• If a cell shows between 1.210 to 1.250 the cell is holding a charge but at a reduced level.
    • If a cell reading is under 1.200, it indicates the cell is discharged.

Important Note

Don't run this test immediately after filling your battery with distilled water. It will not give you an accurate reading. After filling your battery allow it to be discharged and recharged at least once before testing the specific gravity with a hydrometer.

One Or More Cells Have Low Specific Gravity, What Does That Mean?

All of the cells in your battery should have similar specific gravity. So what does it mean when you have a cell significantly lower than the rest?

If you test all of the cells and find that you have some significantly lower than the other cells, this is a good sign that the battery is getting closer to its failure point. A variation of fifty points between any two cell readings indicates a problem with the low-reading cell(s). You should bring the battery to your nearest Batteries Plus to have it professionally tested.

If All Cells Have Low Specific Gravity, Is the Battery Bad?

Not necessarily. As a battery ages, the specific gravity of the electrolyte will decrease at full charge. This is not a reason to replace the battery providing all cells are within fifty points of each other. If all of the cells are showing less than ideal levels, it could be a couple of things that are easily fixable and don't require you to buy a new battery.

Did you fill them with distilled water and then test them right away? That would easily affect the readings as the new water hasn't had time to thoroughly mix with the sulfuric acid. If this is the case, you need to let your newly filled battery go through at least one full charge cycle before testing the specific gravity to get accurate results.

It could also be a charging issue. In automobiles, the charging system is pretty stable and designed specifically for the battery your vehicle takes. If there are issues, your mechanic will want to investigate your vehicle's charging system for faulty parts. When you bring your vehicle into Batteries Plus and have us test your battery, we will test your starter and alternator to give you a jump on any issues that might exist.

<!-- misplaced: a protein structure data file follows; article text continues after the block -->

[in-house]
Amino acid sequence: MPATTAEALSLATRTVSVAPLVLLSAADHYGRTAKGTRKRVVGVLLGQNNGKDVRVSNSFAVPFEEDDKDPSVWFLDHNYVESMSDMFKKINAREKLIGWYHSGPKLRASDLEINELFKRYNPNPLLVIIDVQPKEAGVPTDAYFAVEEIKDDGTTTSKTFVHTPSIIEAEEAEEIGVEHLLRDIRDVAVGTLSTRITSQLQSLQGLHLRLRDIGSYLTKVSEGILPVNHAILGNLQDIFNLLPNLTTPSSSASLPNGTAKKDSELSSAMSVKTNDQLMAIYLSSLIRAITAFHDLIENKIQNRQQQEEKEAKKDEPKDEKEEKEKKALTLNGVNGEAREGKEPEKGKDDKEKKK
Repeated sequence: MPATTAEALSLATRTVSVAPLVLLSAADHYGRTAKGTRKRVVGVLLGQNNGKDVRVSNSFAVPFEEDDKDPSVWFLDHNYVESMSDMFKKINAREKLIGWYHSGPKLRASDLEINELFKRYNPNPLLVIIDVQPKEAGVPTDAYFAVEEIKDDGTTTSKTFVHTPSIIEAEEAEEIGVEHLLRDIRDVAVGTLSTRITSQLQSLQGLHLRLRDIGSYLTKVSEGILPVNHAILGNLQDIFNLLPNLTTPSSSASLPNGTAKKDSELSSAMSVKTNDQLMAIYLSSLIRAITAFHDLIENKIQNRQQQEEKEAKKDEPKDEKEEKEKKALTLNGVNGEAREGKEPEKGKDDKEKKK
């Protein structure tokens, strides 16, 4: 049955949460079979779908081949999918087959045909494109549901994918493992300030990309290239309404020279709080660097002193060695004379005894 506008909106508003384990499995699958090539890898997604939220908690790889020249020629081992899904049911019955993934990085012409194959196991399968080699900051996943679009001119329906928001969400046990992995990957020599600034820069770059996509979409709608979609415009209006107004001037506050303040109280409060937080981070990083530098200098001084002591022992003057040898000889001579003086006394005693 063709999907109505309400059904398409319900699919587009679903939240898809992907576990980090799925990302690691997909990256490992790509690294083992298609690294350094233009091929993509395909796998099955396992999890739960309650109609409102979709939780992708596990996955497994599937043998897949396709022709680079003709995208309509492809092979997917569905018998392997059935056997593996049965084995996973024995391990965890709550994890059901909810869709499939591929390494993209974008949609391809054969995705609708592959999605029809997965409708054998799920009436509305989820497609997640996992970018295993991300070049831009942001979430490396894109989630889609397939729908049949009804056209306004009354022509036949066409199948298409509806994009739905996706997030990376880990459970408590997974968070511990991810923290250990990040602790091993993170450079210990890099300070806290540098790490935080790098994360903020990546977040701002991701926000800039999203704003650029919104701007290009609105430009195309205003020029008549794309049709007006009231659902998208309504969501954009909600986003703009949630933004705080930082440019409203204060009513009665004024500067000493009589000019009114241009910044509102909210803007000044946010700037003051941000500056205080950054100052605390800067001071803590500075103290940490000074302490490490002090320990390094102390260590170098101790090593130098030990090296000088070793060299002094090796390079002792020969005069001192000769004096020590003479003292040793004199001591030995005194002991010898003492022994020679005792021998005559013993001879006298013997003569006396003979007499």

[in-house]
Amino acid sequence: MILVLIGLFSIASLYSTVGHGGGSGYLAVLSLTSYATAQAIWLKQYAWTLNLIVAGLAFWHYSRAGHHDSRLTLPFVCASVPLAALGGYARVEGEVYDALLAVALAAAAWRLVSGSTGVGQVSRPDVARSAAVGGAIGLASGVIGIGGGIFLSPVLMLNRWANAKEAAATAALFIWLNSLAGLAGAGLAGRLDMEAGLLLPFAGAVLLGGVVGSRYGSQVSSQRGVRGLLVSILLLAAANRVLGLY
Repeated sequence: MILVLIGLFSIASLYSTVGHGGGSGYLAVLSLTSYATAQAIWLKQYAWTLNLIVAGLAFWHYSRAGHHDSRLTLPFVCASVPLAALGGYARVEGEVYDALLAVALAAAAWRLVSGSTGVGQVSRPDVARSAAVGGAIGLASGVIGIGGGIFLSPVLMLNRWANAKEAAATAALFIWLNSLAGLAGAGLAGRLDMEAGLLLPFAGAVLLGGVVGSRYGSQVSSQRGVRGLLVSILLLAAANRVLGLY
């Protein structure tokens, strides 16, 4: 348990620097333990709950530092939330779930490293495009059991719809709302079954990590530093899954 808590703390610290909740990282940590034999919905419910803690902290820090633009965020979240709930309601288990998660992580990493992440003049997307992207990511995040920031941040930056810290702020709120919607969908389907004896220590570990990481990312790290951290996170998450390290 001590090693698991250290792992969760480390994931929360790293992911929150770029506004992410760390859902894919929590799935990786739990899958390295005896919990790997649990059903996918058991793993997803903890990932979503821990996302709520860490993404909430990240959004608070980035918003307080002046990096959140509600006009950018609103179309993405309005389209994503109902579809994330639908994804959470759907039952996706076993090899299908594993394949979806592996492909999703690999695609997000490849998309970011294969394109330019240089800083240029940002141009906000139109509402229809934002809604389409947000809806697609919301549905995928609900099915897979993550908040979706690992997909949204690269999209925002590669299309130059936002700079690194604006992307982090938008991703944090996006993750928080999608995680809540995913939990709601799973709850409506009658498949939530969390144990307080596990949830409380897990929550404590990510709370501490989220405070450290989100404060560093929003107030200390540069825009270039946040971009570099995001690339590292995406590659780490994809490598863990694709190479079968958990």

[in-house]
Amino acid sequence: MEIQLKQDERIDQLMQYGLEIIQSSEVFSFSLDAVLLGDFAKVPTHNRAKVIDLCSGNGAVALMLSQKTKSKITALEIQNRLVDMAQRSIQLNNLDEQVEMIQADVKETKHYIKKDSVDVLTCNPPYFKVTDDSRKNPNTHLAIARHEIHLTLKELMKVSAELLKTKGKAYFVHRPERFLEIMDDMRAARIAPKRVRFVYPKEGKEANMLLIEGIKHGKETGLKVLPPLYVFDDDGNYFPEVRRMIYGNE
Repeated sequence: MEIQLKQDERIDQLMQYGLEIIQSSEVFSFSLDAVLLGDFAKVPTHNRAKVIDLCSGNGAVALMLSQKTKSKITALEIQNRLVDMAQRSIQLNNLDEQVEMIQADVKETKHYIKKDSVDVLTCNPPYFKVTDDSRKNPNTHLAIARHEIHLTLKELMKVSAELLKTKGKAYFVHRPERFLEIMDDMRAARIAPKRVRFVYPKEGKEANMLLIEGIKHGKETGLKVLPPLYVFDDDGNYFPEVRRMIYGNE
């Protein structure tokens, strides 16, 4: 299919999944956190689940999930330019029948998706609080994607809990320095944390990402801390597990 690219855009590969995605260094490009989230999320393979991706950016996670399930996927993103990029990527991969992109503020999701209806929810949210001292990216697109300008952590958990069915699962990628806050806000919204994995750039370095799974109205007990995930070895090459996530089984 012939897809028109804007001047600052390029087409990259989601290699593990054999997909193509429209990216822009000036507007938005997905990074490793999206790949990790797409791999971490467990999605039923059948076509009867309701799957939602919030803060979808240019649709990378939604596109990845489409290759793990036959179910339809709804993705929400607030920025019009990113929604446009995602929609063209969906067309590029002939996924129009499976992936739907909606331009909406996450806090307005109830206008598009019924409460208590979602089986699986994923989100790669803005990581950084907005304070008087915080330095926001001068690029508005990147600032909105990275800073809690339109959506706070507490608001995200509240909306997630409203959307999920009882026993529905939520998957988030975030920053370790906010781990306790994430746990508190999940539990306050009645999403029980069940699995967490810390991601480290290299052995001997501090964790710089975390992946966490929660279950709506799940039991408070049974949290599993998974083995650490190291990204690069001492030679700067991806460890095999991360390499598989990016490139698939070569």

Make sure you are using the appropriate charger for your battery if that battery is used in golf carts, sump pumps or other applications that aren't your car or truck. Pay attention to the chemistries that it is rated for and that the voltage matches your battery.

Apply an equalization charge

Lead-acid batteries are prone to something called sulfation that affects the lead plates inside the battery. It's not like corrosion that can be cleaned away. An equalization charge is something that should be done periodically to reverse the effects of sulfation in a flooded lead acid battery. Sulfation buildup on one or more of the plates could be a reason for the reduced specific gravity of a cell.

What is an equalization charge? It's essentially a deliberate overcharge that helps remove those pesky sulfate crystals on the lead plates that are created during the sulfation process as the battery discharges.

To accomplish this you must apply an overcharge to a fully charged battery using a regulated current of between 200 and 500mA (milliAmps) for an extended time, up to 24 hours. This process allows the battery terminal voltage to rise between 2.50 and 2.66 volts per cell while also increasing the battery's temperature. Combined, these two factors will help dissolve the lead sulfate crystals that have built up on the plates and hopefully bring your battery back to a healthy state.

Bring Your Batteries to Batteries Plus to Test

If we've said it once, we've said it a hundred times: bring us your batteries to test. Whether it's your car or truck, boat, golf cart or sump pump battery, we would be happy to test your batteries, for free I might add, to give you the insight you need on how your batteries are performing.

After we test your batteries, our battery experts will walk you through the results of the test and if necessary, point you in the right direction for a suitable replacement. We carry an impressive selection of batteries for whatever equipment you are powering. We carry the brands you know and love like Duracell Ultra, Optima, X2Power and more, we've got the batteries you need for the devices that demand power.

Shop online, stop in or call your local Batteries Plus store today to see all we have to offer.